When Is An Ad An Ad?


(By Bob McCurdy) Turn on the NCAA tournament this weekend and see ad dollars being wasted as you’re exposed to the same ad from the same advertiser multiple times throughout the evening.

There are a couple of reasons to avoid such concentrated, over-the-top frequency. First and most obvious is that commercials do have a “carryover” impact. The second, and less obvious, is the manner in which consumers process commercials to which they’ve been previously exposed – they begin to “thin-slice.”

Thin-slicing, when applied to marketing, posits that we quickly, consciously or unconsciously, determine if an ad is worthy of our limited cognitive bandwidth. It is about “cutting to the chase.” Each of us thin-slice dozens of times daily, and not just with advertising.

While this type of frequency doesn’t occur in radio, it is possible to generate enough frequency in multi-week campaigns that listeners do begin to thin-slice. It’s helpful to understand this fact and schedule accordingly.

Consumers typically go through a three-stage cognitive process when exposed to radio advertising, often in milliseconds, answering three questions:

  1. What am I hearing?
  2. Have I heard it before?
  3. Do I need to continue listening?

The answer to the last question leads to either continued engagement or immediate disengagement. While total engagement is the goal, it is unrealistic to expect anyone to “experience” a commercial the same way the sixth time as they did the first time. As frequency of message begins to pile up, long-form commercials begin to take on the communicative power of short-form.

We can apply the thin-slicing phenomenon to radio scheduling. If the goal is to generate maximum impact and mental availability for advertisers, it might make sound strategic sense to consider rotating in shorter-form commercials throughout multi-week campaigns, or “sequencing” them as the campaign progresses, starting with long-form and ending with short-form.

These shorter-form commercials could serve multiple purposes, including:

  • Extending the duration of the campaign.
  • Providing the listener with additional reasons to purchase/believe.
  • Protecting/maintaining share of voice.

The takeaway is that there could be a benefit to thinking less linearly when scheduling commercials.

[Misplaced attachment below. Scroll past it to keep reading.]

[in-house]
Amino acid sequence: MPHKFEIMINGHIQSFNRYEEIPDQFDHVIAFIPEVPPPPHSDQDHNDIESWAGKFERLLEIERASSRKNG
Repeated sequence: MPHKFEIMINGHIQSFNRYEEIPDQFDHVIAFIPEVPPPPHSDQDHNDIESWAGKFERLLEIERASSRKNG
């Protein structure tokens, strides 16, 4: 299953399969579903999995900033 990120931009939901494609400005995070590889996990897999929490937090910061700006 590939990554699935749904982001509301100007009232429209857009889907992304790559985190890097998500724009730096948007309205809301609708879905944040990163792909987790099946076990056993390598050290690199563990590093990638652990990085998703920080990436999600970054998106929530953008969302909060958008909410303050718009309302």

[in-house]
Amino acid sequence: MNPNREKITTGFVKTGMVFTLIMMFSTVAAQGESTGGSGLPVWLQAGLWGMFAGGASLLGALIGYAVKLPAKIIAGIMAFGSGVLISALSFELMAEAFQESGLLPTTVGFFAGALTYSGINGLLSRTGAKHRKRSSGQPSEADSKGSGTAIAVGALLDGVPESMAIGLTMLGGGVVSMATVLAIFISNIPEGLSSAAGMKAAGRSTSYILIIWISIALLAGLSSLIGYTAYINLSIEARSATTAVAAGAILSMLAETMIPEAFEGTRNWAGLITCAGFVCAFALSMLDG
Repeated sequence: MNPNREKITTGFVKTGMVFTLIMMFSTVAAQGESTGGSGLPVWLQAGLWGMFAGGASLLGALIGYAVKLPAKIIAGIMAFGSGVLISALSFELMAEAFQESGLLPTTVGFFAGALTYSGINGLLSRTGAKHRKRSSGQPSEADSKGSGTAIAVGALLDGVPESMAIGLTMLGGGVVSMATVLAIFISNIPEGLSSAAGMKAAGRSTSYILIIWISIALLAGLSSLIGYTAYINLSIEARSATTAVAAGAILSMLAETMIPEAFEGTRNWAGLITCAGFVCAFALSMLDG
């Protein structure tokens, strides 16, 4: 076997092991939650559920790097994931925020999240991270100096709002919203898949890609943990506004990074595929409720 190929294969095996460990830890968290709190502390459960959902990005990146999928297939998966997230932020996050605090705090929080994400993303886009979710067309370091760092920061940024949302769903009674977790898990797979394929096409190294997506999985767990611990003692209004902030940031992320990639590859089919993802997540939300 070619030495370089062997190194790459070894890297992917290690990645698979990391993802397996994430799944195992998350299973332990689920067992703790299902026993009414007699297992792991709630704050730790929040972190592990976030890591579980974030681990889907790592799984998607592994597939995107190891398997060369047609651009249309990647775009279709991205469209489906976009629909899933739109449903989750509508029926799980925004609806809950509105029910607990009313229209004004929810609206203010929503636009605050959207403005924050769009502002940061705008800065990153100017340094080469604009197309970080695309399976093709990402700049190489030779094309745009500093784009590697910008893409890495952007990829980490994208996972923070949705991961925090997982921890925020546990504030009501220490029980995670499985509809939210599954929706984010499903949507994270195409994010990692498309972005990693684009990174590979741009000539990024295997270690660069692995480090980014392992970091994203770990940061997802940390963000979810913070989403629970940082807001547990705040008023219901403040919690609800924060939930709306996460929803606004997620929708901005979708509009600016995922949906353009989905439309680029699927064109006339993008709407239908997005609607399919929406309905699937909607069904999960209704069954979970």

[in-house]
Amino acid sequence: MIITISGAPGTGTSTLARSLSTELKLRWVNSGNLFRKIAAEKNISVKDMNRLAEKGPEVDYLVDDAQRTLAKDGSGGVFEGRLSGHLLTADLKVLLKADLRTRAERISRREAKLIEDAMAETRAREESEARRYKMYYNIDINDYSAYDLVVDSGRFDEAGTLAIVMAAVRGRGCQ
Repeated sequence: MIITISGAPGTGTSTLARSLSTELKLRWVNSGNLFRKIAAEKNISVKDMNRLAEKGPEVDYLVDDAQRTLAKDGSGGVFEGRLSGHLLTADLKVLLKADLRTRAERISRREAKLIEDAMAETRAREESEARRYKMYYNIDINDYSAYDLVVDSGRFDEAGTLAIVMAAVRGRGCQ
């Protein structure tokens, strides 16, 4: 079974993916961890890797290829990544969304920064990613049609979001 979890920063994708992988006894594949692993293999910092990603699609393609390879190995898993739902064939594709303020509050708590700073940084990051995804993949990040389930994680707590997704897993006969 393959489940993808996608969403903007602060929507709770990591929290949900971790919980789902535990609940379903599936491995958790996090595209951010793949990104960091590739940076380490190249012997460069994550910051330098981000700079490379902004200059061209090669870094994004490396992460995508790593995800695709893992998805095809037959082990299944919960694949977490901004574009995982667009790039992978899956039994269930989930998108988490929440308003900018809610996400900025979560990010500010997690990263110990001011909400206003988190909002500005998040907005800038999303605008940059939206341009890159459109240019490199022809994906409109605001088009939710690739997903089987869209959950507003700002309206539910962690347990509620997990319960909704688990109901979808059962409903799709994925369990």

I’ll take this thin-slicing phenomenon in a different direction and apply it to the negativity associated with switching stations during a commercial break, and suggest it just might not be as big of a negative as often perceived, for three reasons:

  1. The act of physically switching stations requires one to have cognitively registered what they are switching from. I’ll go as far as saying dial switching means attentive listening, which generates an impression, however fleeting, but an impression nonetheless.
  2. The act of switching stations increases the likelihood that the listener would actually be exposed to more commercials, as the stations to which they are switching might also be programming a commercial break.
  3. A second or less of audio is capable of communicating a lot. This is particularly true with established advertisers/campaigns.

A while back, Katz commissioned a study to quantify the impact of a few seconds of audio. The goal of the study was to determine how quickly respondents were able to:

1. Recognize brand sounds

2. Correctly associate them with the respective companies/bands

3. Quantify the feelings or emotions that exposure to these short audio signatures incite.

The results were impressive. Eighty-six percent of respondents correctly identified Little Caesar’s after hearing less than a second of audio, with 34% stating that it made them “hungry.” Seventy-nine percent correctly identified Homer Simpson after hearing one three-letter word, with 42% expressing “happiness.” There were other similar examples in the study that confirmed that even a short snippet of audio is capable of providing meaningful marketing impact.

If the MRC can define a banner ad as being “delivered” if 50% of its pixels are visible for one second; count a video ad as being “delivered” if 50% of its pixels are visible for two seconds; and TV can tout that ads fast-forwarded, up to six times the speed of regular TV, have value, then the suggestion that switching stations and being exposed to additional commercials, however fleetingly, is not without some merit.

Bob McCurdy is The Vice President of Sales for The Beasley Media Group and can be reached at [email protected]


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